German business leaders have warned Theresa May not to expect their help when it comes to Brexit talks, saying it will be “extraordinarily difficult” to protect UK industry.
The warning comes in the wake of previous claims made by senior British ministers’ that German manufacturers were going to help secure a Brexit trade deal.
Since the election ministers have repeatedly stated that German carmakers, as well as other key European industries including French farmers and winemakers, would lobby their home governments to help secure a deal which maintains tariff-free trade between the UK and EU member states.
But two of Germany’s main industry boses have now stated that their priority during Brexit talks will not be to support Britain’s exit but to “maintain the integrity of the single market” for the remaining members of the European Union.
Speaking to The Observer Dieter Kempf, president of the BDI, the federation of German industries, said: “Defending the single market, a key European project, must be the priority for the European Union. Europe must maintain the integrity of the single market and its four freedoms: goods, capital, services, and labour.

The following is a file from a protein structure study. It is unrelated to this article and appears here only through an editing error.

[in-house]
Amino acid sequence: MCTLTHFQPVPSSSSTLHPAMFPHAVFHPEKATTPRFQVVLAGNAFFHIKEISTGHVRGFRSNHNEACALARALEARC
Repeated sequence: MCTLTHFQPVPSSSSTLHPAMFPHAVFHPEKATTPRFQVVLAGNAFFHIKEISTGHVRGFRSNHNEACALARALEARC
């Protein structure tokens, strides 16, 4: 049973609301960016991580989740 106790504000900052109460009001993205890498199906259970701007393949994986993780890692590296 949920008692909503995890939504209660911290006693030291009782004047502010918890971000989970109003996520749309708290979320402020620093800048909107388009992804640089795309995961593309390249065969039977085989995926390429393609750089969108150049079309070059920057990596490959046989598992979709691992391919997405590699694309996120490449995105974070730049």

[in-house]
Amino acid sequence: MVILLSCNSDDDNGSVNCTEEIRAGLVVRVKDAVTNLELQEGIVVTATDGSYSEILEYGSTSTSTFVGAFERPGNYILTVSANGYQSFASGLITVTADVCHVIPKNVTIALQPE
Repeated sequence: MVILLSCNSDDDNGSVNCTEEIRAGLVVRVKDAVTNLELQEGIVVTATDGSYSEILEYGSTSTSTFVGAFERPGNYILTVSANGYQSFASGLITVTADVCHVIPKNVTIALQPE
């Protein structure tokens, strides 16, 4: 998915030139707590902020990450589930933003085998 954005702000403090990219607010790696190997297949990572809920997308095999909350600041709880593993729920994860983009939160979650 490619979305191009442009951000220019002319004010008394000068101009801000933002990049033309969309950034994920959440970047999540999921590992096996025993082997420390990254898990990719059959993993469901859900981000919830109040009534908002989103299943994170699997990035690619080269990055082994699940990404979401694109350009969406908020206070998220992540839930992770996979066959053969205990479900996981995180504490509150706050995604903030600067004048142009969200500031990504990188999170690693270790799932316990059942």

“It is the responsibility of the British Government to limit the damage on both sides of the Channel. Over the coming months, it will be extraordinarily difficult to avert negative effects on British businesses in particular.”
His comments were echoed by Ingo Kramer, president of the confederation of German employers’ associations (BDA) who also told the paper that the continuation of the single market and its principles was the key issue.
He said: “The single market is one of the major assets of the EU. Access to the single market requires the acceptance of all four single market freedoms.
“The UK will remain a very important partner for us, but we need a fair deal for both sides respecting this principle.”
The potential blow to the PM’s Brexit talk plans came just hours after Mrs May announced that several G20 leaders had expressed a “strong desire” for trade deals with the UK after Brexit.
Mrs May had also hailed the potential for “ambitious” deals post-Brexit after one-on-one talks with Donald Trump in which he is reported to have said Britain would “thrive” outside the EU.
A UK government official confirmed on Saturday that Mrs May and Mr Trump spent a “significant” amount of time discussing trade, while Mrs May said it was a “powerful vote of confidence” in Britain that Mr Trump and other leaders had shown their “strong desire” to strike new trade deals.